Jonathan Aigner has a passionate-yet-simple plea for congregations heaven bent on attracting Millennials to church.
“Stop,” Aigner said in a recent essay for Patheos. “All of it. Stop trying. Stop marketing. Stop targeting.”
Churches should just be themselves, and live into their gifts in their settings. And don’t worry if the generation born roughly between 1980 and 2000 is going to show up (because they probably won’t).
“Church attendance is declining, and no music, no coffee, no marketing campaign, and certainly no fun, convenient Sunday experience is going to change it,” he said in the article. “The church is shrinking. The trend of young people leaving church started decades ago. It’s nothing new, and there is no magical, surefire way to change it. Especially overnight.”
Aigner, 34, is director of music at The Woodlands Community Presbyterian Church in The Woodlands, Texas. He’s visited churches with his wife, also a Millennial, and seen Christians bend over backwards to convince them to stay. Sometimes it’s sweet, sometimes it’s aggressive.
Aigner spoke with Baptist News Global recently about such experiences and the reflections they have inspired about church, worship and authenticity.
Do you remember when you first heard the word “Millennial”?
I don’t even know for sure. I think these are labels super imposed on us.
How do you think your generation became such an obsession for churches?
I grew up with the whole evangelical, evangelistic model in the wake of the revivals of the 20th century. The revival tent got brought indoors and churches said, let’s get them in here, whoever they are, by whatever means is necessary. We’ll bait and switch them with the gospel. The megachurches adopted this revival mindset and pulled in these marketing tactics where you end up treating your audience or your mission field as a commodity.
Growing up when I did, we [Millennials] were advertised to and targeted more than anyone in the history of the world. Everyone is trying to get us to buy stuff.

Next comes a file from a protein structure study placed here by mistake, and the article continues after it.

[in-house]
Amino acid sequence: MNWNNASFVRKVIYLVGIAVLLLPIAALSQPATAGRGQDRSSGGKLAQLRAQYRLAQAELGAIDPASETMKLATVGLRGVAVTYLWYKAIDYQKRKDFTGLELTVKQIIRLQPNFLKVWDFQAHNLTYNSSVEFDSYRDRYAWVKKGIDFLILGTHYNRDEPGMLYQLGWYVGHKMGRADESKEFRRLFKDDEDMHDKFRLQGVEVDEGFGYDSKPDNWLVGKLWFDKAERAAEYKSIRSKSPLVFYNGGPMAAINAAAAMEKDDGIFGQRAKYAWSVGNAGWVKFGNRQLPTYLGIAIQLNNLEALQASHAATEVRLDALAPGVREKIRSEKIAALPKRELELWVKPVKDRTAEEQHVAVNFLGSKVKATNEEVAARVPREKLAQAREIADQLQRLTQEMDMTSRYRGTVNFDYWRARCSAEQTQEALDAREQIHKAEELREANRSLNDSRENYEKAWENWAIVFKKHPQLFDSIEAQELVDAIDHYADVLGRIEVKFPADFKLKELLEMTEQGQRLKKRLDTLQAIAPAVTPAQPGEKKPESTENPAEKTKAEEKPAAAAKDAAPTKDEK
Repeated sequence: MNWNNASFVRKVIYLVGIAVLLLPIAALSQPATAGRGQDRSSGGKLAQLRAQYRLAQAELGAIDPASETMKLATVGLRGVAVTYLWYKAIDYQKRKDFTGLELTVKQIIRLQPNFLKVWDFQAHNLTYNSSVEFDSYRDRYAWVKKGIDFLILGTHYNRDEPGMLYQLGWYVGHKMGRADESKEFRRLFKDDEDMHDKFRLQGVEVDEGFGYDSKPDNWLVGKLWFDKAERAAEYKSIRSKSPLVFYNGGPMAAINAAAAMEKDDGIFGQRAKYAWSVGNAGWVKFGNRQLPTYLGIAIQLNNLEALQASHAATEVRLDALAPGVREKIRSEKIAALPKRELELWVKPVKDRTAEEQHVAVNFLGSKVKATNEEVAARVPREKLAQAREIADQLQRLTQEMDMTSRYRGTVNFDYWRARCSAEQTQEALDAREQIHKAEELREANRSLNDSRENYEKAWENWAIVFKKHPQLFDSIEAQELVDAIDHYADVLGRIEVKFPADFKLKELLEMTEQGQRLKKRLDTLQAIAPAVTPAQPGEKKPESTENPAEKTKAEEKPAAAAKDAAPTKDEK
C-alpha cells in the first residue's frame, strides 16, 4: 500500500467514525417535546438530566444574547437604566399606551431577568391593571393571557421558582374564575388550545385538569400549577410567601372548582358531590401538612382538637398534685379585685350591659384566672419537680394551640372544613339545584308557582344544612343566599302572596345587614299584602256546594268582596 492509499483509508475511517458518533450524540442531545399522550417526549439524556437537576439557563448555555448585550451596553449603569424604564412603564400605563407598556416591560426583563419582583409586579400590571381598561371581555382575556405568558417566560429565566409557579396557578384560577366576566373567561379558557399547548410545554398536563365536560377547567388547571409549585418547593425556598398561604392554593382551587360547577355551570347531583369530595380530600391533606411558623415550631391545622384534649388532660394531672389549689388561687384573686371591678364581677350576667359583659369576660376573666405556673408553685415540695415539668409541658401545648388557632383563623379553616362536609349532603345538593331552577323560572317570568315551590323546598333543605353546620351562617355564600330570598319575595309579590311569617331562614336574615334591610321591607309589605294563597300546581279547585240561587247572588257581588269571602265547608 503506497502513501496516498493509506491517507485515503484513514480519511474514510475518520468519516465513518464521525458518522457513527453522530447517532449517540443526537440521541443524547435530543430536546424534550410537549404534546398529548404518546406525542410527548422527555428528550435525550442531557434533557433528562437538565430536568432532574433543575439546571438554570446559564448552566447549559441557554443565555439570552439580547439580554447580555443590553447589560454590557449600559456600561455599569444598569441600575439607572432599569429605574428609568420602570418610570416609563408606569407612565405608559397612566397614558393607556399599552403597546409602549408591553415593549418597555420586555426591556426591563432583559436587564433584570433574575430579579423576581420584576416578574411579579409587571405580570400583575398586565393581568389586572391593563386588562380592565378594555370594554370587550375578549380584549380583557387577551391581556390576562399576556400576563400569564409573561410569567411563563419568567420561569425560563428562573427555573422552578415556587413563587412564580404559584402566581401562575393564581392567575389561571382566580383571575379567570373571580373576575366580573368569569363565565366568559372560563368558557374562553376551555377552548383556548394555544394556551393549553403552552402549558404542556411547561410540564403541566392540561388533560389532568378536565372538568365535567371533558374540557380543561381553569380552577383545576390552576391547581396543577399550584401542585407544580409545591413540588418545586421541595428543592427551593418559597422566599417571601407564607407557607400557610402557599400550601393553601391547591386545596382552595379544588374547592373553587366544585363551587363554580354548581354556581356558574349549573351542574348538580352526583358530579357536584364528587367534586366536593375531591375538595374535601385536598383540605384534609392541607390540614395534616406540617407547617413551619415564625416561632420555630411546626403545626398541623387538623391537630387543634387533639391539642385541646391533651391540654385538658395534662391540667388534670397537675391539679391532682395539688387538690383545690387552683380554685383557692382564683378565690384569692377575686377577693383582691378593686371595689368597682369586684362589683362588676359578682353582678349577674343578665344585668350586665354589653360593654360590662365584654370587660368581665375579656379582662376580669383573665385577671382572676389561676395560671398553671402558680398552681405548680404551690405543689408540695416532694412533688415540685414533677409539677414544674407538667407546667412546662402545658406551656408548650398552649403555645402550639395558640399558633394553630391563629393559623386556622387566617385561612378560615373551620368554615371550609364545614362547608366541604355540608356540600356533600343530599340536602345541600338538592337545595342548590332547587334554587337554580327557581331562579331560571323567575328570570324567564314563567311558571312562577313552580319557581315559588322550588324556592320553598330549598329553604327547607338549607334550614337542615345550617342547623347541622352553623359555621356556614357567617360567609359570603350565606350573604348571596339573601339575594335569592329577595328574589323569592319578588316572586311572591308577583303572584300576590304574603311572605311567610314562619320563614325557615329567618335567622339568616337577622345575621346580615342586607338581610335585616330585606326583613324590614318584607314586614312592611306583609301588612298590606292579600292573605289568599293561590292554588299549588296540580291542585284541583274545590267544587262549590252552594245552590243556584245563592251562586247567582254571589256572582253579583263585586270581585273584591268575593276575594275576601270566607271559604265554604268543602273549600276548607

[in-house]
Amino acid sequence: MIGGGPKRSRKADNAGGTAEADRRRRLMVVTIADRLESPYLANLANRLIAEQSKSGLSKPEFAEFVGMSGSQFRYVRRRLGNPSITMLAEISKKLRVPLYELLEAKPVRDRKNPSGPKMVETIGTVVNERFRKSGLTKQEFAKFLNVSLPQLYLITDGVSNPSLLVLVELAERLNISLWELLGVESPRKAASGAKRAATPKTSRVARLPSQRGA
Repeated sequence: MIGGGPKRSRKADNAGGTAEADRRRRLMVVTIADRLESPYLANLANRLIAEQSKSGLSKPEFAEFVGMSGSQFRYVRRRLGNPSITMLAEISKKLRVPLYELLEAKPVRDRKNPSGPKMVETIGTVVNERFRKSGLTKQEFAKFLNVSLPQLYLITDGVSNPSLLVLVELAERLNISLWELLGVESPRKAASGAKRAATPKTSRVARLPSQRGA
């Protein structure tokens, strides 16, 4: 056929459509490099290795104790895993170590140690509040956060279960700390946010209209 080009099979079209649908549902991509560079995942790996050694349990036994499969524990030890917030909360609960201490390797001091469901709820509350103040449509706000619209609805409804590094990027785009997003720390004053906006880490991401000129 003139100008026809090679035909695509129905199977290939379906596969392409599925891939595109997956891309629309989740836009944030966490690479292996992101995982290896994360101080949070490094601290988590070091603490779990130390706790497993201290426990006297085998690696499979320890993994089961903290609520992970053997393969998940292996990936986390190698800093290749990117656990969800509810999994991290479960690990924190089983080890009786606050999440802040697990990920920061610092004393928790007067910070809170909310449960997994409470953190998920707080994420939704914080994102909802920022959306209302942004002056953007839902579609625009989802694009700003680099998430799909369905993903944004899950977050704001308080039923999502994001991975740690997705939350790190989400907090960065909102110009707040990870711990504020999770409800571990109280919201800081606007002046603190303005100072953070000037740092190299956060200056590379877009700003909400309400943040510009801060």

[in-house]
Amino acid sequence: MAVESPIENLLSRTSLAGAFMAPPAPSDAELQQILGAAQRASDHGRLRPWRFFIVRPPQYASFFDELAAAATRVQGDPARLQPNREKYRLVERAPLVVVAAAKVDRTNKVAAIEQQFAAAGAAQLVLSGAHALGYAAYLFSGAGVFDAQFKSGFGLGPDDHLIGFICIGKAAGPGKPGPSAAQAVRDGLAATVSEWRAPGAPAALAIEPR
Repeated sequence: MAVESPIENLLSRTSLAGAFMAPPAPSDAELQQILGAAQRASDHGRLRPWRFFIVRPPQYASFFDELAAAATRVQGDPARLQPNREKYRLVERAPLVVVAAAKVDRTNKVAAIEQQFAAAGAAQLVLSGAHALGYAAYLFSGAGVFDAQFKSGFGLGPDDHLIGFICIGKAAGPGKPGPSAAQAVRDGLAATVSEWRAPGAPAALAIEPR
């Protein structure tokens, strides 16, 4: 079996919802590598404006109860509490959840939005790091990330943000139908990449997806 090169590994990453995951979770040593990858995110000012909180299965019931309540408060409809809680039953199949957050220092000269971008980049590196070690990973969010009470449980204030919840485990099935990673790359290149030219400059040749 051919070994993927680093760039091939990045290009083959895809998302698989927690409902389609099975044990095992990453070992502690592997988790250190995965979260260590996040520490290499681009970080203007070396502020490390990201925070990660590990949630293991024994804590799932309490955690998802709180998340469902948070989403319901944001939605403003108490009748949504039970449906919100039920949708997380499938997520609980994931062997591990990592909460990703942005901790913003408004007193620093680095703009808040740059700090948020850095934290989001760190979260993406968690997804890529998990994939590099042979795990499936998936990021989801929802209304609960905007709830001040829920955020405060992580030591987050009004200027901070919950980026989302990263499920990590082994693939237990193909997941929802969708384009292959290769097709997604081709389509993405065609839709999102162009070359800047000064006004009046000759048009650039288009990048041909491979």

You wrote about visiting a church where you and your wife felt idolized because you are Millennials. Is that a common experience for you and others?
They were very lovely to us. But I have been places where it’s hostile. You get a sales pitch. It’s a little embarrassing. It happened more when I was younger. “We’ve got this going on and that, and you need to be here on Sunday night.” Just stop. Stop. That’s what scares Millennials off. It feels dehumanizing.
Where does the treatment of Millennials become idolatrous?
If you’re changing worship. I grew up thinking “these silly Israelites, craving their little idols.” But anything is liable to become an idol. The shift is when worship is something I do for God, where God is the audience up there and he is watching me, and hopefully what I am offering is pleasing. In reality, the historic Christian liturgy is what God does for us through word and sacrament. The Christian story is being enacted again and again on us and God is the mover. But some have made worship about people — even just about numbers.
Why aren’t good coffee, cool websites and cool worship music attractions to Millennials?
I had to stop myself from laughing about the church-as-commerce mentality that thinks these things are going to adequately represent the church and get [Millennials] to come back — or that these things are even attractive in the first place.
Most of the people I grew up with in the megachurch don’t go to church anymore. And if they do, it’s very sporadic. And those who do, church looks like the youth group they grew up with, though the music is a little more edgy. There are people who came out of this and said if this is what church is about, I don’t want any part of it. And I think there’s a lot of us out there.
Given that an entire industry has evolved around attracting Millennials, will churches and and the media likely ever be able to let go of that idol?
The short answer is no, not really. I think it will be one thing or another as long as the church continues to employ a consumerist mentality, using marketing principles to lure whichever group they are targeting. And especially when we tailor our look to be attractive to a certain group, we are selling a product — music, programming, whatever — and calling it “Jesus.” That is just the way so many churches begin. It’s staggering. When having a big, growing church is the goal, the methods are always going to be to grab themselves the biggest possible market share of these potential customers. And that’s when the church bows down at an idol’s feet.